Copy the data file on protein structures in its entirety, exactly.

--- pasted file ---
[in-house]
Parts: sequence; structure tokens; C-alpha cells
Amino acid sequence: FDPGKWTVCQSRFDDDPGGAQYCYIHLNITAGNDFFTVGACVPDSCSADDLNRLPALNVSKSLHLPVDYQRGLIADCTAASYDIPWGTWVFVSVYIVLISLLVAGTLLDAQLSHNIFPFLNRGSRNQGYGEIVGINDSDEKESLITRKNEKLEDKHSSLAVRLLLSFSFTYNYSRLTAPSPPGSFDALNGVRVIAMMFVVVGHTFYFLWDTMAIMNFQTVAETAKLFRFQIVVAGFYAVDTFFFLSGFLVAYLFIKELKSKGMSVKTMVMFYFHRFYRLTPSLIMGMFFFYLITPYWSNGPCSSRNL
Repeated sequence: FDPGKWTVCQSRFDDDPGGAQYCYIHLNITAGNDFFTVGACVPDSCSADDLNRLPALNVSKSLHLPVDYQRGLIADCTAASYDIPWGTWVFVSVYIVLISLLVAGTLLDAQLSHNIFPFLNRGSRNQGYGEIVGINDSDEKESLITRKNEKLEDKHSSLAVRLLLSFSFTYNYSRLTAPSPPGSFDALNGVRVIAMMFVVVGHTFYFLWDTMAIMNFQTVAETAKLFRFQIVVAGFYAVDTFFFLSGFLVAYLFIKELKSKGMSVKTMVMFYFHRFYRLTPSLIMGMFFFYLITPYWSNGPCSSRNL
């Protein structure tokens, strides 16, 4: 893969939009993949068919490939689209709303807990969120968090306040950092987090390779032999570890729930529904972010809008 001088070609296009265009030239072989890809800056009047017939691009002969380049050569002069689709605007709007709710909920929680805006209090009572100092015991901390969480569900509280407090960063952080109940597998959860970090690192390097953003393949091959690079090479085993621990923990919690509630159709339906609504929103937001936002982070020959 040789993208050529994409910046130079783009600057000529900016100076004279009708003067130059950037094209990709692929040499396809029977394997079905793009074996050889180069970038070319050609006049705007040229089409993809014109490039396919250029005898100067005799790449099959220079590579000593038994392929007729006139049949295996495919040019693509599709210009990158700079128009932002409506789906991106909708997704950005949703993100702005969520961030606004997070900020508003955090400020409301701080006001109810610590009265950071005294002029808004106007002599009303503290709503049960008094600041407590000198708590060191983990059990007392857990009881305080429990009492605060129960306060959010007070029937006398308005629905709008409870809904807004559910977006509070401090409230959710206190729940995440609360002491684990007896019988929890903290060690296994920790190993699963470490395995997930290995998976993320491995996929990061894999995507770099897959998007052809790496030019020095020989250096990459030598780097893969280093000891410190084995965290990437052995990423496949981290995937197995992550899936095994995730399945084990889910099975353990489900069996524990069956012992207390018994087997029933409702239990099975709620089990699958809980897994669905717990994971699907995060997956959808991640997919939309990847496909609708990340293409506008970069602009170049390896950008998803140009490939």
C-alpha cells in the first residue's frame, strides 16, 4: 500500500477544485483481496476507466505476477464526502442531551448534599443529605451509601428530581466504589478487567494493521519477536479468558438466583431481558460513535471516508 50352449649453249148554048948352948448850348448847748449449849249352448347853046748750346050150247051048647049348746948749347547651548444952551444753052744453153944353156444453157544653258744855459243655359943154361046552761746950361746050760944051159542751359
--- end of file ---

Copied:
[in-house]
Parts: sequence; structure tokens; C-alpha cells
Amino acid sequence: FDPGKWTVCQSRFDDDPGGAQYCYIHLNITAGNDFFTVGACVPDSCSADDLNRLPALNVSKSLHLPVDYQRGLIADCTAASYDIPWGTWVFVSVYIVLISLLVAGTLLDAQLSHNIFPFLNRGSRNQGYGEIVGINDSDEKESLITRKNEKLEDKHSSLAVRLLLSFSFTYNYSRLTAPSPPGSFDALNGVRVIAMMFVVVGHTFYFLWDTMAIMNFQTVAETAKLFRFQIVVAGFYAVDTFFFLSGFLVAYLFIKELKSKGMSVKTMVMFYFHRFYRLTPSLIMGMFFFYLITPYWSNGPCSSRNL
Repeated sequence: FDPGKWTVCQSRFDDDPGGAQYCYIHLNITAGNDFFTVGACVPDSCSADDLNRLPALNVSKSLHLPVDYQRGLIADCTAASYDIPWGTWVFVSVYIVLISLLVAGTLLDAQLSHNIFPFLNRGSRNQGYGEIVGINDSDEKESLITRKNEKLEDKHSSLAVRLLLSFSFTYNYSRLTAPSPPGSFDALNGVRVIAMMFVVVGHTFYFLWDTMAIMNFQTVAETAKLFRFQIVVAGFYAVDTFFFLSGFLVAYLFIKELKSKGMSVKTMVMFYFHRFYRLTPSLIMGMFFFYLITPYWSNGPCSSRNL
């Protein structure tokens, strides 16, 4: 893969939009993949068919490939689209709303807990969120968090306040950092987090390779032999570890729930529904972010809008 001088070609296009265009030239072989890809800056009047017939691009002969380049050569002069689709605007709007709710909920929680805006209090009572100092015991901390969480569900509280407090960063952080109940597998959860970090690192390097953003393949091959690079090479085993621990923990919690509630159709339906609504929103937001936002982070020959 040789993208050529994409910046130079783009600057000529900016100076004279009708003067130059950037094209990709692929040499396809029977394997079905793009074996050889180069970038070319050609006049705007040229089409993809014109490039396919250029005898100067005799790449099959220079590579000593038994392929007729006139049949295996495919040019693509599709210009990158700079128009932002409506789906991106909708997704950005949703993100702005969520961030606004997070900020508003955090400020409301701080006001109810610590009265950071005294002029808004106007002599009303503290709503049960008094600041407590000198708590060191983990059990007392857990009881305080429990009492605060129960306060959010007070029937006398308005629905709008409870809904807004559910977006509070401090409230959710206190729940995440609360002491684990007896019988929890903290060690296994920790190993699963470490395995997930290995998976993320491995996929990061894999995507770099897959998007052809790496030019020095020989250096990459030598780097893969280093000891410190084995965290990437052995990423496949981290995937197995992550899936095994995730399945084990889910099975353990489900069996524990069956012992207390018994087997029933409702239990099975709620089990699958809980897994669905717990994971699907995060997956959808991640997919939309990847496909609708990340293409506008970069602009170049390896950008998803140009490939």
C-alpha cells in the first residue's frame, strides 16, 4: 500500500477544485483481496476507466505476477464526502442531551448534599443529605451509601428530581466504589478487567494493521519477536479468558438466583431481558460513535471516508 50352449649453249148554048948352948448850348448847748449449849249352448347853046748750346050150247051048647049348746948749347547651548444952551444753052744453153944353156444453157544653258744855459243655359943154361046552761746950361746050760944051159542751359